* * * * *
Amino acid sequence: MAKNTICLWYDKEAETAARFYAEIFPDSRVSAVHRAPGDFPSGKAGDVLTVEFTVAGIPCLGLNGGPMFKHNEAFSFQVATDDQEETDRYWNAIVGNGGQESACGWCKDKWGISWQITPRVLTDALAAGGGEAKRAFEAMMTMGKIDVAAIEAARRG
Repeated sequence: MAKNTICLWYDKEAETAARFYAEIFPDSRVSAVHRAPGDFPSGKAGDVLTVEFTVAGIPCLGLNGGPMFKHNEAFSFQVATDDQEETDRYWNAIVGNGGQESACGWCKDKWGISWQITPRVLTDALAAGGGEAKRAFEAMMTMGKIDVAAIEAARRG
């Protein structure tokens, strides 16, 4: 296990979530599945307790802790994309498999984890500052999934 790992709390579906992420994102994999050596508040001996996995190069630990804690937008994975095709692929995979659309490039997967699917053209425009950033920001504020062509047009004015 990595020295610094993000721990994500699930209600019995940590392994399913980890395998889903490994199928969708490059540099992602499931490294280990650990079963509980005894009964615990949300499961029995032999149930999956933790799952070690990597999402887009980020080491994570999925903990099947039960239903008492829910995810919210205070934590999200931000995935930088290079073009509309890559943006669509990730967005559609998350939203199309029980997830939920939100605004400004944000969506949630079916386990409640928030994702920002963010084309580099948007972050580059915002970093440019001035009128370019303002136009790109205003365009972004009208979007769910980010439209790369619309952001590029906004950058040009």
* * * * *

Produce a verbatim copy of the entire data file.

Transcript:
Amino acid sequence: MAKNTICLWYDKEAETAARFYAEIFPDSRVSAVHRAPGDFPSGKAGDVLTVEFTVAGIPCLGLNGGPMFKHNEAFSFQVATDDQEETDRYWNAIVGNGGQESACGWCKDKWGISWQITPRVLTDALAAGGGEAKRAFEAMMTMGKIDVAAIEAARRG
Repeated sequence: MAKNTICLWYDKEAETAARFYAEIFPDSRVSAVHRAPGDFPSGKAGDVLTVEFTVAGIPCLGLNGGPMFKHNEAFSFQVATDDQEETDRYWNAIVGNGGQESACGWCKDKWGISWQITPRVLTDALAAGGGEAKRAFEAMMTMGKIDVAAIEAARRG
């Protein structure tokens, strides 16, 4: 296990979530599945307790802790994309498999984890500052999934 790992709390579906992420994102994999050596508040001996996995190069630990804690937008994975095709692929995979659309490039997967699917053209425009950033920001504020062509047009004015 990595020295610094993000721990994500699930209600019995940590392994399913980890395998889903490994199928969708490059540099992602499931490294280990650990079963509980005894009964615990949300499961029995032999149930999956933790799952070690990597999402887009980020080491994570999925903990099947039960239903008492829910995810919210205070934590999200931000995935930088290079073009509309890559943006669509990730967005559609998350939203199309029980997830939920939100605004400004944000969506949630079916386990409640928030994702920002963010084309580099948007972050580059915002970093440019001035009128370019303002136009790109205003365009972004009208979007769910980010439209790369619309952001590029906004950058040009």